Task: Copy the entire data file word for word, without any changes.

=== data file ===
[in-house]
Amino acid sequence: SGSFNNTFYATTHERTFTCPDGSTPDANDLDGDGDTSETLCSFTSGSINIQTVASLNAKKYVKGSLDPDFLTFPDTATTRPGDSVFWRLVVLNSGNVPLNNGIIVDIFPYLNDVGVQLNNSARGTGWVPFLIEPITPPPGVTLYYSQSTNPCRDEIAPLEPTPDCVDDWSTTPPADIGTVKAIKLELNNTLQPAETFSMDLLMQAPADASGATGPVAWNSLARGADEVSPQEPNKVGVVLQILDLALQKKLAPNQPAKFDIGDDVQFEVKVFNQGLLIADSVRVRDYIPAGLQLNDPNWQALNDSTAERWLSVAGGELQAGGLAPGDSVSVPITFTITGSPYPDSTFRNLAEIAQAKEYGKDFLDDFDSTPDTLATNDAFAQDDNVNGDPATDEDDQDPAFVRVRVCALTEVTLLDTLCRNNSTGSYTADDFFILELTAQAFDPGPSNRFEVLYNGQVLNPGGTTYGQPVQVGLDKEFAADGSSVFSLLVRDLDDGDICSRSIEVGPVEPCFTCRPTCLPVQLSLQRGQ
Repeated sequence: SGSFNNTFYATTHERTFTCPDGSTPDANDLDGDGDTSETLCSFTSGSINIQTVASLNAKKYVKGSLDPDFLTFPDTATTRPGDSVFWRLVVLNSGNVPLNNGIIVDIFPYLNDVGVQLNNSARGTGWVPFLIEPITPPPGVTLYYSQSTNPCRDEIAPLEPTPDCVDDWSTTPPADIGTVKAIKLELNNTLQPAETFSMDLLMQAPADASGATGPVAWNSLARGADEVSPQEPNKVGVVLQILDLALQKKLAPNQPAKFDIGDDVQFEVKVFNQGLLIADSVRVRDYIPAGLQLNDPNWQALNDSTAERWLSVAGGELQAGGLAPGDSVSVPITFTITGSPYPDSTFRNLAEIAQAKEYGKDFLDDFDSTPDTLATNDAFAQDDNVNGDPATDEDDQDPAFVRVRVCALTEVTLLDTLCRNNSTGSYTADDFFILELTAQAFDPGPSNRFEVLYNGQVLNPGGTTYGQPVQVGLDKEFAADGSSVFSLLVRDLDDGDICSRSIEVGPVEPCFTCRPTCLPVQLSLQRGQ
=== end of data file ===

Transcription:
[in-house]
Amino acid sequence: SGSFNNTFYATTHERTFTCPDGSTPDANDLDGDGDTSETLCSFTSGSINIQTVASLNAKKYVKGSLDPDFLTFPDTATTRPGDSVFWRLVVLNSGNVPLNNGIIVDIFPYLNDVGVQLNNSARGTGWVPFLIEPITPPPGVTLYYSQSTNPCRDEIAPLEPTPDCVDDWSTTPPADIGTVKAIKLELNNTLQPAETFSMDLLMQAPADASGATGPVAWNSLARGADEVSPQEPNKVGVVLQILDLALQKKLAPNQPAKFDIGDDVQFEVKVFNQGLLIADSVRVRDYIPAGLQLNDPNWQALNDSTAERWLSVAGGELQAGGLAPGDSVSVPITFTITGSPYPDSTFRNLAEIAQAKEYGKDFLDDFDSTPDTLATNDAFAQDDNVNGDPATDEDDQDPAFVRVRVCALTEVTLLDTLCRNNSTGSYTADDFFILELTAQAFDPGPSNRFEVLYNGQVLNPGGTTYGQPVQVGLDKEFAADGSSVFSLLVRDLDDGDICSRSIEVGPVEPCFTCRPTCLPVQLSLQRGQ
Repeated sequence: SGSFNNTFYATTHERTFTCPDGSTPDANDLDGDGDTSETLCSFTSGSINIQTVASLNAKKYVKGSLDPDFLTFPDTATTRPGDSVFWRLVVLNSGNVPLNNGIIVDIFPYLNDVGVQLNNSARGTGWVPFLIEPITPPPGVTLYYSQSTNPCRDEIAPLEPTPDCVDDWSTTPPADIGTVKAIKLELNNTLQPAETFSMDLLMQAPADASGATGPVAWNSLARGADEVSPQEPNKVGVVLQILDLALQKKLAPNQPAKFDIGDDVQFEVKVFNQGLLIADSVRVRDYIPAGLQLNDPNWQALNDSTAERWLSVAGGELQAGGLAPGDSVSVPITFTITGSPYPDSTFRNLAEIAQAKEYGKDFLDDFDSTPDTLATNDAFAQDDNVNGDPATDEDDQDPAFVRVRVCALTEVTLLDTLCRNNSTGSYTADDFFILELTAQAFDPGPSNRFEVLYNGQVLNPGGTTYGQPVQVGLDKEFAADGSSVFSLLVRDLDDGDICSRSIEVGPVEPCFTCRPTCLPVQLSLQRGQ